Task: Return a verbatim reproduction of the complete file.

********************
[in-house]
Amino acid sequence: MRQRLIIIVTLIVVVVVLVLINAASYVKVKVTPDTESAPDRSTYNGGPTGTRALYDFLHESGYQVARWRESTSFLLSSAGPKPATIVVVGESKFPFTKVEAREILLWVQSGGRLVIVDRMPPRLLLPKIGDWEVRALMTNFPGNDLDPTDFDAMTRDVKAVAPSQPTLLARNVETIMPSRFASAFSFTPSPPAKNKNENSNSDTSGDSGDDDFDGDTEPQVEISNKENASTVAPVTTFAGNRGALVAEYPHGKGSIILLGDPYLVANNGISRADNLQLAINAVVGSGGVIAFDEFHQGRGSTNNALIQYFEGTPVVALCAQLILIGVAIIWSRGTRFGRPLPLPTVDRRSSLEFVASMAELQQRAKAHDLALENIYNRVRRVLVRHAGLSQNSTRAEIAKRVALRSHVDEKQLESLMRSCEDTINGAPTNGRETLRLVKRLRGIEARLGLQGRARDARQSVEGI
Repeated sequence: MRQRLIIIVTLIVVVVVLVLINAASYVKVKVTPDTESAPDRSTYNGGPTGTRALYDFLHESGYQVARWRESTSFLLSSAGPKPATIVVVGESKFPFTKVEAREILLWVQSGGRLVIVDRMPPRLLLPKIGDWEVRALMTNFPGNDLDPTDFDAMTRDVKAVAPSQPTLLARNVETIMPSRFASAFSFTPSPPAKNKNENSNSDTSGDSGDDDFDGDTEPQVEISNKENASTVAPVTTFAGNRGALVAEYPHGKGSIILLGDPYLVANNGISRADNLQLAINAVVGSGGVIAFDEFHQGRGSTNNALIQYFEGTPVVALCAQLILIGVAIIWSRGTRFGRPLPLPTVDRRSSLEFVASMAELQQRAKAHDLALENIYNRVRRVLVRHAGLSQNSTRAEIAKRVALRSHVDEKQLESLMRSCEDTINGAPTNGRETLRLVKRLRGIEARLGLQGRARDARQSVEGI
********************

[in-house]
Amino acid sequence: MRQRLIIIVTLIVVVVVLVLINAASYVKVKVTPDTESAPDRSTYNGGPTGTRALYDFLHESGYQVARWRESTSFLLSSAGPKPATIVVVGESKFPFTKVEAREILLWVQSGGRLVIVDRMPPRLLLPKIGDWEVRALMTNFPGNDLDPTDFDAMTRDVKAVAPSQPTLLARNVETIMPSRFASAFSFTPSPPAKNKNENSNSDTSGDSGDDDFDGDTEPQVEISNKENASTVAPVTTFAGNRGALVAEYPHGKGSIILLGDPYLVANNGISRADNLQLAINAVVGSGGVIAFDEFHQGRGSTNNALIQYFEGTPVVALCAQLILIGVAIIWSRGTRFGRPLPLPTVDRRSSLEFVASMAELQQRAKAHDLALENIYNRVRRVLVRHAGLSQNSTRAEIAKRVALRSHVDEKQLESLMRSCEDTINGAPTNGRETLRLVKRLRGIEARLGLQGRARDARQSVEGI
Repeated sequence: MRQRLIIIVTLIVVVVVLVLINAASYVKVKVTPDTESAPDRSTYNGGPTGTRALYDFLHESGYQVARWRESTSFLLSSAGPKPATIVVVGESKFPFTKVEAREILLWVQSGGRLVIVDRMPPRLLLPKIGDWEVRALMTNFPGNDLDPTDFDAMTRDVKAVAPSQPTLLARNVETIMPSRFASAFSFTPSPPAKNKNENSNSDTSGDSGDDDFDGDTEPQVEISNKENASTVAPVTTFAGNRGALVAEYPHGKGSIILLGDPYLVANNGISRADNLQLAINAVVGSGGVIAFDEFHQGRGSTNNALIQYFEGTPVVALCAQLILIGVAIIWSRGTRFGRPLPLPTVDRRSSLEFVASMAELQQRAKAHDLALENIYNRVRRVLVRHAGLSQNSTRAEIAKRVALRSHVDEKQLESLMRSCEDTINGAPTNGRETLRLVKRLRGIEARLGLQGRARDARQSVEGI